In fourth grade, your child will use the four operations to solve word problems involving money. In order to do this, she will first learn to decompose, or break apart, one dollar into smaller units. We call these units: quarters, dimes, nickels, and pennies. Ask your child: How many quarters make up one dollar? How many quarters make up two dollars?
To decompose means to break apart. Your child has already decomposed whole numbers with number bonds, tape diagrams, and place value charts. In fourth grade, he will decompose fractions. Three-eighths is a fraction. We can decompose three-eighths into parts using a tape diagram as the visual model.
In fourth grade, your child will use the metric system to measure length, mass, and capacity. Length refers to the measurement of something from end to end. Long lengths are called distance. Mass refers to the measure of the amount of matter in an object. Capacity refers to the maximum amount that something can contain, commonly called volume.
When your child first learns to multiply two two-digit numbers, she will use the area model. This visual tool illustrates how to decompose numbers and find four different products. As her skills improve, she will move from this pictorial model into a concrete method called partial products. Using partial products to solve forty-three times fifty-six, looks like this. She will start by multiplying tens times tens.
When first learning to multiply two two-digit numbers your child will use the area model. To start, your child will use her knowledge of place value to decompose into tens and ones. To decompose means to break apart. Let’s decompose these numbers by the value of each digit. The value of two tens is twenty.
Your child’s introduction to multiplication is through repeated addition. He will draw an array to visualize, or see, five groups of four stars. He will count the stars and find the total. As his understanding improves, he will skip count to find the total more efficiently. Your child will use a variety of visual models, to represent multiplication as he works toward developing multiplication fluency.
Learning to assess the reasonableness of an answer is an important mathematical skill. It’s your child’s way of seeing if she’s on the right track when problem solving. Sometimes we use rounding to estimate a solution. In third grade, your child will round whole numbers using a vertical number line and round to the nearest ten or to the nearest hundred. Let’s round seven-hundred sixty-two to the nearest hundred.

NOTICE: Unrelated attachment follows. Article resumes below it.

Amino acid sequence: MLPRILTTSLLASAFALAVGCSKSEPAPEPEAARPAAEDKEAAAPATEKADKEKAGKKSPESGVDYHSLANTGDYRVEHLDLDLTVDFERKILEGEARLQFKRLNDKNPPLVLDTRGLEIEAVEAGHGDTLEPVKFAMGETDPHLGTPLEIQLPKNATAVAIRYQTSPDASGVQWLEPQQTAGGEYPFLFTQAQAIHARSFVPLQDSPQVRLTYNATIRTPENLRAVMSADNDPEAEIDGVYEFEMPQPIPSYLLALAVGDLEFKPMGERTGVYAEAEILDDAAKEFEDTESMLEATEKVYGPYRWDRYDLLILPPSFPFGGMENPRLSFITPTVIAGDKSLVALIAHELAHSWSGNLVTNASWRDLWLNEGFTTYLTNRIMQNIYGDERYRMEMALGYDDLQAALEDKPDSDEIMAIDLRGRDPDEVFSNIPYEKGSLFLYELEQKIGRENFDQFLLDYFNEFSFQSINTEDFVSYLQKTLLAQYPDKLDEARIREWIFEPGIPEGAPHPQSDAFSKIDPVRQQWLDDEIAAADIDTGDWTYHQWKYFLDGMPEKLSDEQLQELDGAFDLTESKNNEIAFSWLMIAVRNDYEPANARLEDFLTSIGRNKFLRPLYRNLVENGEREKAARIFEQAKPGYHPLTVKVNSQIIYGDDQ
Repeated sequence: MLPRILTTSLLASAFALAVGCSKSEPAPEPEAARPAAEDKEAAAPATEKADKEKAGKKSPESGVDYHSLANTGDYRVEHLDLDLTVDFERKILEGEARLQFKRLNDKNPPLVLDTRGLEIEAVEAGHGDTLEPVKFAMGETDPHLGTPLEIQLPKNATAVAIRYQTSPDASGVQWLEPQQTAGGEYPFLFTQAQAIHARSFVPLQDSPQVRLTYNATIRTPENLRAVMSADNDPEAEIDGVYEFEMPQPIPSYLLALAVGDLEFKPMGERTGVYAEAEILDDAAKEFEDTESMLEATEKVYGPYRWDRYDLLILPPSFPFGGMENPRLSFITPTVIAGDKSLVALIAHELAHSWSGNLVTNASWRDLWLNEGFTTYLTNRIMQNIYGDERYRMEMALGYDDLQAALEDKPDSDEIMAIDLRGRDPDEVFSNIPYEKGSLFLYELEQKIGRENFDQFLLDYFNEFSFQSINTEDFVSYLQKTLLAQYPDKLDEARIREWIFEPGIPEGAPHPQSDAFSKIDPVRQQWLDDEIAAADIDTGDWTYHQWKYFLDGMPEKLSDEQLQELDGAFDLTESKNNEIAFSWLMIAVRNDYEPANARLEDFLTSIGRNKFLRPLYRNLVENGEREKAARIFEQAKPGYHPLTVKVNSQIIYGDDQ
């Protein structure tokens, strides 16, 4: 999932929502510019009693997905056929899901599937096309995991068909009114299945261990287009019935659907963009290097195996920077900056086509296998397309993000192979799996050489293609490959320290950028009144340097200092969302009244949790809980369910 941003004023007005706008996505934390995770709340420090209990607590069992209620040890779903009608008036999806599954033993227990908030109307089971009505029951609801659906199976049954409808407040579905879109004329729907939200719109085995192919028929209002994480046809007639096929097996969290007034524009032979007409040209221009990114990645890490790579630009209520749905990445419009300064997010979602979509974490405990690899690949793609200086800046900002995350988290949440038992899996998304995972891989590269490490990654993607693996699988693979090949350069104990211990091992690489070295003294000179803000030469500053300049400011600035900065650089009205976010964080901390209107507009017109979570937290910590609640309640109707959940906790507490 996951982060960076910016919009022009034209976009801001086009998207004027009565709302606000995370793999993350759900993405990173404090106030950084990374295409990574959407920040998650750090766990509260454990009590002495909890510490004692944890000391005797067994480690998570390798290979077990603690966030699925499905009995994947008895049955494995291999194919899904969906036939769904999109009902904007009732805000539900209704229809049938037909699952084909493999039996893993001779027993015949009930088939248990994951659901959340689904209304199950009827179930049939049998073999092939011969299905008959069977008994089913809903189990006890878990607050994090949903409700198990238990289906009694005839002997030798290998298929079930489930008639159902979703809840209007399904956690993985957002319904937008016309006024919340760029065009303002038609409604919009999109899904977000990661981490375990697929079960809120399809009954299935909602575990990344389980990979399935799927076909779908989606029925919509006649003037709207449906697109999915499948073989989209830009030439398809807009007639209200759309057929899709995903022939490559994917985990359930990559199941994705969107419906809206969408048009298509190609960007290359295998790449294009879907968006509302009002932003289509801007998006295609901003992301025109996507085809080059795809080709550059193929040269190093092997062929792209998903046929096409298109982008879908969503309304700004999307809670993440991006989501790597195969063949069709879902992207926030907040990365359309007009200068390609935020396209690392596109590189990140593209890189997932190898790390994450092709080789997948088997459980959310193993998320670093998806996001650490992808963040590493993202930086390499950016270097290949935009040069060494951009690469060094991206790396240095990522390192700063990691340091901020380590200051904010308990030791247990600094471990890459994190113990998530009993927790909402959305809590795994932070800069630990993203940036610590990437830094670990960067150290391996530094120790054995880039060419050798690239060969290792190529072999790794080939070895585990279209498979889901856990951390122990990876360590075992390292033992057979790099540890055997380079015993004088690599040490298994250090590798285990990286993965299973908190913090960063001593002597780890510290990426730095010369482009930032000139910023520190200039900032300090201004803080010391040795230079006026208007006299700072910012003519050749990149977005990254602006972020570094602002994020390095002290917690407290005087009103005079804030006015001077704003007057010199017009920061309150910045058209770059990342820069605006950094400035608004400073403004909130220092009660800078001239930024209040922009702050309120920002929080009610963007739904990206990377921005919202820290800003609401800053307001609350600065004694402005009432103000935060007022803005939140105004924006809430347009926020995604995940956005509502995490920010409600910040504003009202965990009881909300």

In third grade, your child will solve two-step word problems using addition, subtraction, multiplication, and division. Let’s try one: There were ten adults and five children at the movies. Each adult ticket costs $8.00 and each child ticket costs $3.00. What is the total cost of all the tickets? What is this question asking us to find?
In third grade, your child will represent fractions in pictures, number bonds, and on a number line. These drawings, or models, allow your child to develop a visual understanding of what fractions really are. Remember, the fraction one-third means that three equal parts make up one whole. How do you represent fractions on a number line? In third grade, your child will begin by placing fractions between zero and one.
When a whole is broken into equal parts each part is a fraction. Each part of this fraction is one-half. Your child will draw tape diagrams as a visual tool to help him break apart one whole. In third grade, your child will break one whole into two equal parts, three equal parts, four equal parts, six equal parts, and eight equal parts. Let’s solve a third grade word problem: Braydon had pizza for lunch.
Have you ever asked yourself what is a number bond or a ten frame? Have you ever thought why this multistep process to solve a math problem is so important? Come spend a night engaging in exactly these discussions. Learn about the strategies being taught as a part of common core math. See how the skills begin in kindergarten and develop step by step, building each year.
You may hear your child and her teacher talk about Place Value Disks. When learning place value, addition, and subtraction, place value disks are a great tool to tie together your child’s understanding before using the standard algorithm. They are especially helpful when regrouping, that is, changing one unit to another unit. Watch this tool in action on a place value chart. Forty-three minus sixteen.
Your child sets the foundation for understanding multiplication and division in second grade. The first layer in building this foundation is a concrete understanding. He will use objects as counters to create equal groups. Ask your child: Can you make groups of three? Yes!
Becoming comfortable with two-digit and three-digit numbers is an important skill in second grade. Your child will master addition and subtraction problems within one-thousand. But, how your child learns to understand addition and subtraction is very important. Here’s how you can help. One-hundred seventy six plus forty-five.
Part of using base-ten numbers correctly is understanding how to express the same number in different forms.
Let’s use: 273. This is the base-ten numeral written in standard form. Next, let’s express 273 in unit form. To help, your child may label with a place value chart. Hundreds column, tens column, ones column.